Simmons RK, Sharp S, Boekholdt SM, Sargeant LA, Khaw K-T, Wareham NJ, Griffin SJ. Evaluation of the Framingham risk score in the European Prospective Investigation of Cancer-Norfolk cohort: does adding glycated hemoglobin improve the prediction of coronary heart disease events? Arch Intern Med. 2008;168(11):1209–16.
Simons LA, Simons J, Friedlander Y, McCallum J, Palaniappan L. Risk functions for prediction of cardiovascular disease in elderly Australians: the Dubbo Study. Med J Aust. 2003;178(3):113–6.
Suka M, Sugimori H, Yoshida K. Application of the updated Framingham risk score to Japanese men. Hypertens Res. 2001;24(6):685–9.
Sussman JB, Wiitala WL, Zawistowski M, Hofer TP, Bentley D, Hayward RA. The veterans affairs cardiac risk score: recalibrating the atherosclerotic cardiovascular disease score for applied use. Med Care. 2017;55(9):864–70.
Vaidya D, Yanek LR, Moy TF, Pearson TA, Becker LC, Becker DM. Incidence of coronary artery disease in siblings of patients with premature coronary artery disease: 10 years of follow-up. Am J Cardiol. 2007;100(9):1410–5.
Yang X, Li J, Hu D, Chen J, Li Y, Huang J, Liu X, Liu F, Cao J, Shen C, et al. Predicting the 10-year risks of atherosclerotic cardiovascular disease in chinese population: The China-PAR Project (Prediction for ASCVD Risk in China). Circulation. 2016;134(19):1430–40.
Eckel RH, Jakicic JM, Ard JD, de Jesus JM, Houston Miller N, Hubbard VS, Lee IM, Lichtenstein AH, Loria CM, Millen BE, et al. 2013 AHA/ACC guideline on lifestyle management to reduce cardiovascular risk: a report of the American College of Cardiology/American Heart Association Task Force on Practice Guidelines. Circulation. 2014;129(25 Suppl 2):S76–99.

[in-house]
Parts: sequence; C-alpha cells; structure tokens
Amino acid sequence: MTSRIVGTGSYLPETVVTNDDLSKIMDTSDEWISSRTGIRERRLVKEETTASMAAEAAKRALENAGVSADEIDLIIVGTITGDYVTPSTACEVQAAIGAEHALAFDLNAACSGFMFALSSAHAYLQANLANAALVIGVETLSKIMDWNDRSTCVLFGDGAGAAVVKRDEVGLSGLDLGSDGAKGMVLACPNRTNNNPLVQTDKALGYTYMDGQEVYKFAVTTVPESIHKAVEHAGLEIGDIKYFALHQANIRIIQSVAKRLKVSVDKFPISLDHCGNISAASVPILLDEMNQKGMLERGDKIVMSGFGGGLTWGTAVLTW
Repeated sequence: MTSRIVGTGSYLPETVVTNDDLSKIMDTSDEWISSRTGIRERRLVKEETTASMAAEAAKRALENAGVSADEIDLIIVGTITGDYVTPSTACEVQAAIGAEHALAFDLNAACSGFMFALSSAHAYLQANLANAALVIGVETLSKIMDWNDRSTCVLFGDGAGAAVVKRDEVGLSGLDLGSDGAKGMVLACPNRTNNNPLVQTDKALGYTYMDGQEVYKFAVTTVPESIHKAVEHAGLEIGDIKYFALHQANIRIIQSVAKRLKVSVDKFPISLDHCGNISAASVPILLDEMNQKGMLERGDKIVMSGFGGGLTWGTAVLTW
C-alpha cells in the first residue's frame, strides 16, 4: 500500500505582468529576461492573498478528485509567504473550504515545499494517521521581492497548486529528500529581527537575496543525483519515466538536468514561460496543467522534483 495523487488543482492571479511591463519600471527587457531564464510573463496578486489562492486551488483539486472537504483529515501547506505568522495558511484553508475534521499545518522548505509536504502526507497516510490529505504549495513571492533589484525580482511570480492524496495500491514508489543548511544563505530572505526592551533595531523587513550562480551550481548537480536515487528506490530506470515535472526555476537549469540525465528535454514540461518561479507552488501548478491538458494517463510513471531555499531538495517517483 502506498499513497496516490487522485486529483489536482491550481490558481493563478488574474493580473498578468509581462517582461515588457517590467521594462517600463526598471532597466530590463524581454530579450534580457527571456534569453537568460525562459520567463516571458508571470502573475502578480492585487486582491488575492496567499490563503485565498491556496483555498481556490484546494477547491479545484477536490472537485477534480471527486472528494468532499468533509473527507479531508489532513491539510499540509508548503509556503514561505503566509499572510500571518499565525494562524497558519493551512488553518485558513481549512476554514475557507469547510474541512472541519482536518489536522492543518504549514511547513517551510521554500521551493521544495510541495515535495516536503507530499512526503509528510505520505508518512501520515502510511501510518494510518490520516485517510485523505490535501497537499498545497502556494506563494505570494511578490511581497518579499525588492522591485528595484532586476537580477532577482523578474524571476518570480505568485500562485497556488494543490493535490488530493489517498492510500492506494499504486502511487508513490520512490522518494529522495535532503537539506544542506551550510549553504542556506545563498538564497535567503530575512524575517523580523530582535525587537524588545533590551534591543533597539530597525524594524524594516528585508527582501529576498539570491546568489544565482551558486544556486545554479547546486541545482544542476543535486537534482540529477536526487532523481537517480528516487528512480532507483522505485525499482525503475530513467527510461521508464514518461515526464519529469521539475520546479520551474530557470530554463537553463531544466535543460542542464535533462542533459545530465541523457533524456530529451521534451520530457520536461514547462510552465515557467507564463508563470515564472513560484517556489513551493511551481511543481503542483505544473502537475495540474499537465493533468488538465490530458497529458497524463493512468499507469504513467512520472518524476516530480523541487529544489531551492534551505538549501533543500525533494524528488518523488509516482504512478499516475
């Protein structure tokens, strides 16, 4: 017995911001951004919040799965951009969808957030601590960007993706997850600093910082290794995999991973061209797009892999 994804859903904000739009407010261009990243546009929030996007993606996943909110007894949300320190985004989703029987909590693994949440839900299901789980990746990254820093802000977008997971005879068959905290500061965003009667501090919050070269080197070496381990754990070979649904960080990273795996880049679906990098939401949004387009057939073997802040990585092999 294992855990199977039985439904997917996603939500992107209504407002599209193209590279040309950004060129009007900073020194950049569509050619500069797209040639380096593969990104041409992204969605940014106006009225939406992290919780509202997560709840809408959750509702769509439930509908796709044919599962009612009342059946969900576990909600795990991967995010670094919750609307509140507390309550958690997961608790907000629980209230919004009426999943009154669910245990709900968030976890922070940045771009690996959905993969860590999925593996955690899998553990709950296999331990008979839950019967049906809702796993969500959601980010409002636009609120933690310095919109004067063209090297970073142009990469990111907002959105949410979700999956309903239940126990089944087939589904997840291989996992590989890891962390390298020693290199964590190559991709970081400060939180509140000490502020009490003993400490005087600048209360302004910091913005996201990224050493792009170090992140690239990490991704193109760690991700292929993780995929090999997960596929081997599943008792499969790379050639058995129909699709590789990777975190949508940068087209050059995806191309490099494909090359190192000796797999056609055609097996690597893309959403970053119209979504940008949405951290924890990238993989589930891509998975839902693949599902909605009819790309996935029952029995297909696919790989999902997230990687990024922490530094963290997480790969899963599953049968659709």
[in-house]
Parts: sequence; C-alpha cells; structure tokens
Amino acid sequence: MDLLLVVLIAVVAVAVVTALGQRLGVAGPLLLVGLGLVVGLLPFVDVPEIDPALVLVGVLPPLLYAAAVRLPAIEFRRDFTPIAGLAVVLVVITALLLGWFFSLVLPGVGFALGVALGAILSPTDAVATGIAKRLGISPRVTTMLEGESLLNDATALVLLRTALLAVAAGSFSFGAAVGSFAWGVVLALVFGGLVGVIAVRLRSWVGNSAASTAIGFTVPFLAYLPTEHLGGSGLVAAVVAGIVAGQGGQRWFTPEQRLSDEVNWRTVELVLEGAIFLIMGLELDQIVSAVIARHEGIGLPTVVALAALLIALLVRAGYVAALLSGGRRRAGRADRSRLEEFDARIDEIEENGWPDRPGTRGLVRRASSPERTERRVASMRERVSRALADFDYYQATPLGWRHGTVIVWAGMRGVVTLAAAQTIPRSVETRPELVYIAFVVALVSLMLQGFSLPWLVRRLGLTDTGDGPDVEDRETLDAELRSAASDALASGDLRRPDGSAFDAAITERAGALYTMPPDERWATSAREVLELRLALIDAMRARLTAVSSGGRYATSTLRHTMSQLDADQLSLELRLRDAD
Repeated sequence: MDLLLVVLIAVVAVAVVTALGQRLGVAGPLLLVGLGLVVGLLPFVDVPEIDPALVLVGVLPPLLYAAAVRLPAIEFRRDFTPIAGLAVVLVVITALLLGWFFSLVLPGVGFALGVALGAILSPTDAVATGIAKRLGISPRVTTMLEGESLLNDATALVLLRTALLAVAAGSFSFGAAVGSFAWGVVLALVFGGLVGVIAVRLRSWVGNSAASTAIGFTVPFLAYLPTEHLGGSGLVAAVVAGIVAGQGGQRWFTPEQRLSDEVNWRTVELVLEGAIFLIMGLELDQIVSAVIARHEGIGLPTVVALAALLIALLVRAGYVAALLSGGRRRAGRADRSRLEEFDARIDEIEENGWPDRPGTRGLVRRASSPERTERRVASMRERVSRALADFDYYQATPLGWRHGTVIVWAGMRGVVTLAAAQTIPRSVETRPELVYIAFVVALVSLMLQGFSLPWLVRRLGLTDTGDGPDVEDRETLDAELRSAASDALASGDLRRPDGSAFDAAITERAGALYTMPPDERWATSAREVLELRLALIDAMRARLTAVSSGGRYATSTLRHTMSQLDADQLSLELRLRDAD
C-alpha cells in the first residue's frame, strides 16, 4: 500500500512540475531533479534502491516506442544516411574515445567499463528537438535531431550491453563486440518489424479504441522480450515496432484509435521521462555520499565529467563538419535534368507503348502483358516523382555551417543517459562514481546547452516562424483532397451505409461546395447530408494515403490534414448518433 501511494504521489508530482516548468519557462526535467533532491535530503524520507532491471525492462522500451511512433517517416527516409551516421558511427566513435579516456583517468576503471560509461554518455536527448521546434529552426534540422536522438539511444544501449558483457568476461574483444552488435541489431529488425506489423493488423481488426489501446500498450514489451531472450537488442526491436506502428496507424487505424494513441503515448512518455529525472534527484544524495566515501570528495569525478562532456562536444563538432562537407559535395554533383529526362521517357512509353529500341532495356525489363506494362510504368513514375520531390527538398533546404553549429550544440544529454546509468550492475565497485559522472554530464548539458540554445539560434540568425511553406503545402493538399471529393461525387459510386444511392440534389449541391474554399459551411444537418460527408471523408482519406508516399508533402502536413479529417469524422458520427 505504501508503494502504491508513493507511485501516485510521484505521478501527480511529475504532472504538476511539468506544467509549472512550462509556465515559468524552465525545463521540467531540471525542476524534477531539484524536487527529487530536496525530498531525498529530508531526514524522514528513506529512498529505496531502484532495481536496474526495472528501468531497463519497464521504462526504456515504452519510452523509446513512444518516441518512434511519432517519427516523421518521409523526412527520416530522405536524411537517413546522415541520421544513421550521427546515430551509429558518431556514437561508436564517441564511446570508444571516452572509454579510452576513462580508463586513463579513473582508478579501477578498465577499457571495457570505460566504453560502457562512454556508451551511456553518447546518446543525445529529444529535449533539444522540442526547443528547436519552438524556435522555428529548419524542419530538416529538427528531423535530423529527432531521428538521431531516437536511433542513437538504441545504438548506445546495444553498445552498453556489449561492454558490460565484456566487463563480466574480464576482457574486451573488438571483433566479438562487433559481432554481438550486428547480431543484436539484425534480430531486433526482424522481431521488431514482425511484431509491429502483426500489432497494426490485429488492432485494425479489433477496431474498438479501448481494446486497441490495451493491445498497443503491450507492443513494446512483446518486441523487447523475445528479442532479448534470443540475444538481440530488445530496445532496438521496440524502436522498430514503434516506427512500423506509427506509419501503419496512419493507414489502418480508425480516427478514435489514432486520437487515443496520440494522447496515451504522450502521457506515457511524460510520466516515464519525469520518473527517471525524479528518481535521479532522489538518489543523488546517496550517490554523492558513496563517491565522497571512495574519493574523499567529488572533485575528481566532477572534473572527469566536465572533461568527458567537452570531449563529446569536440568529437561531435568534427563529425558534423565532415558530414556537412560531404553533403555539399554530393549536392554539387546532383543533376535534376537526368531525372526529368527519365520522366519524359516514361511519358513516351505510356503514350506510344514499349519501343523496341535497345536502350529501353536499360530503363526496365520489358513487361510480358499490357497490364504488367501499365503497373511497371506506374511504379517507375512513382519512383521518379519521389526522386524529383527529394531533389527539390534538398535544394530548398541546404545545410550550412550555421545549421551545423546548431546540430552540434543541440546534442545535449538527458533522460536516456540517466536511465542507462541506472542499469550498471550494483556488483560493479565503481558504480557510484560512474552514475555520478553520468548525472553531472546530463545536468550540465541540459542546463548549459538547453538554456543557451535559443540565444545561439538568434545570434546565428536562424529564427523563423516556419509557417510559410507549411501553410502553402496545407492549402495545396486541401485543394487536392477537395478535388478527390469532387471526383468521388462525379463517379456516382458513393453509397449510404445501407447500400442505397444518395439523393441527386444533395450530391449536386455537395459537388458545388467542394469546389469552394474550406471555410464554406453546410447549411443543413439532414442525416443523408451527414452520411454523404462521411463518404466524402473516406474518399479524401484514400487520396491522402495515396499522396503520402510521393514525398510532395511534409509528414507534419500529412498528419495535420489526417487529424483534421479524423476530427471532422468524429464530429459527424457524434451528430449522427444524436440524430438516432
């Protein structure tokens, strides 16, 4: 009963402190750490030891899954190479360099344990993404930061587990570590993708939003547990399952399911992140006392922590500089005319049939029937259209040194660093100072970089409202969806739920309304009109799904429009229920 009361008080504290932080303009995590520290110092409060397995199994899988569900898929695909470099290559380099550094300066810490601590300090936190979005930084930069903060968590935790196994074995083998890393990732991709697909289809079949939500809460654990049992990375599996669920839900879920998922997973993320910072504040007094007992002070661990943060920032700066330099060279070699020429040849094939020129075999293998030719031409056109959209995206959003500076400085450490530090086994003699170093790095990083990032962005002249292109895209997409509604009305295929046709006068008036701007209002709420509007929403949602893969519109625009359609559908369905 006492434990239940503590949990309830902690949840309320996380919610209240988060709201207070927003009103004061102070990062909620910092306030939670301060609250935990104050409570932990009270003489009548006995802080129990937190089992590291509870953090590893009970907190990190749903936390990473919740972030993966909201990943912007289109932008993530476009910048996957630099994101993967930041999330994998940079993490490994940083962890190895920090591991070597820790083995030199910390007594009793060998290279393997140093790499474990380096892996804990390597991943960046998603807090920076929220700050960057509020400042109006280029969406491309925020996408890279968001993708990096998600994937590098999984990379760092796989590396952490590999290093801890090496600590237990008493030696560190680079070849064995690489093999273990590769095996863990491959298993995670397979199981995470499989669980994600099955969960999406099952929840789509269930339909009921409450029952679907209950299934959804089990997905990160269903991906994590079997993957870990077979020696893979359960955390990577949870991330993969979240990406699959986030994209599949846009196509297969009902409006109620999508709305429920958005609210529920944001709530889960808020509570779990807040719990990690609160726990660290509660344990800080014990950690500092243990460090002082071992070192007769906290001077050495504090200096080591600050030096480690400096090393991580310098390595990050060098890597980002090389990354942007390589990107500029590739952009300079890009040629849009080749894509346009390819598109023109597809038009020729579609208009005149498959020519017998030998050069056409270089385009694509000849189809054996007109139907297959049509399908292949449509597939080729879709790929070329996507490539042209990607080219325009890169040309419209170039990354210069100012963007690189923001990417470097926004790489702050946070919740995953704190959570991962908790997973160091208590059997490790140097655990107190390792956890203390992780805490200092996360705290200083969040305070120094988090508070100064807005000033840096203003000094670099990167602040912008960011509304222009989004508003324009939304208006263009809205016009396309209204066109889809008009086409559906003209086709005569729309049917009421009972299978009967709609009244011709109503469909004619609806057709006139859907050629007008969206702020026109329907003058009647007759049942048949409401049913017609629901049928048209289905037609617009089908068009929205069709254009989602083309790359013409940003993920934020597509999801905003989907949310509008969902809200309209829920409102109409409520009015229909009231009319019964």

Knottnerus JA. Diagnostic prediction rules: principles, requirements and pitfalls. Prim Care. 1995;22(2):341–63.
Vergouwe Y, Moons KG, Steyerberg EW. External validity of risk models: use of benchmark values to disentangle a case-mix effect from incorrect coefficients. Am J Epidemiol. 2010;172(8):971–80.
Debray TP, Vergouwe Y, Koffijberg H, Nieboer D, Steyerberg EW, Moons KG. A new framework to enhance the interpretation of external validation studies of clinical prediction models. J Clin Epidemiol. 2015;68(3):279–89.
Paynter NP, Everett BM, Cook NR. Cardiovascular disease risk prediction in women: is there a role for novel biomarkers? Clin Chem. 2014;60(1):88–97.
Ridker PM, Cook NR. The Pooled Cohort Equations 3 Years On: Building a Stronger Foundation. Circulation. 2016;134(23):1789–91.
Tobert JA. Lovastatin and beyond: the history of the HMG-CoA reductase inhibitors. Nat Rev Drug Discov. 2003;2(7):517–26.
Pajouheshnia R, Peelen LM, Moons KGM, Reitsma JB, Groenwold RHH. Accounting for treatment use when validating a prognostic model: a simulation study. BMC Med Res Methodol. 2017;17(1):103.
Pajouheshnia R, Damen JA, Groenwold RH, Moons KG, Peelen LM. Treatment use in prognostic model research: a systematic review of cardiovascular prognostic studies. Diagnostic Rognostic Res. 2017;1(1):15.
Rospleszcz S, Thorand B, de Las Heras Gala T, Meisinger C, Holle R, Koenig W, Mansmann U, Peters A. Temporal trends in cardiovascular risk factors and performance of the Framingham Risk Score and the pooled cohort equations. J Epidemiol Community Health. 2019;73(1):19–25.
Collins GS, Reitsma JB, Altman DG, Moons KG. Transparent Reporting of a multivariable prediction model for Individual Prognosis or Diagnosis (TRIPOD): the TRIPOD statement. Ann Intern Med. 2015;162(1):55–63.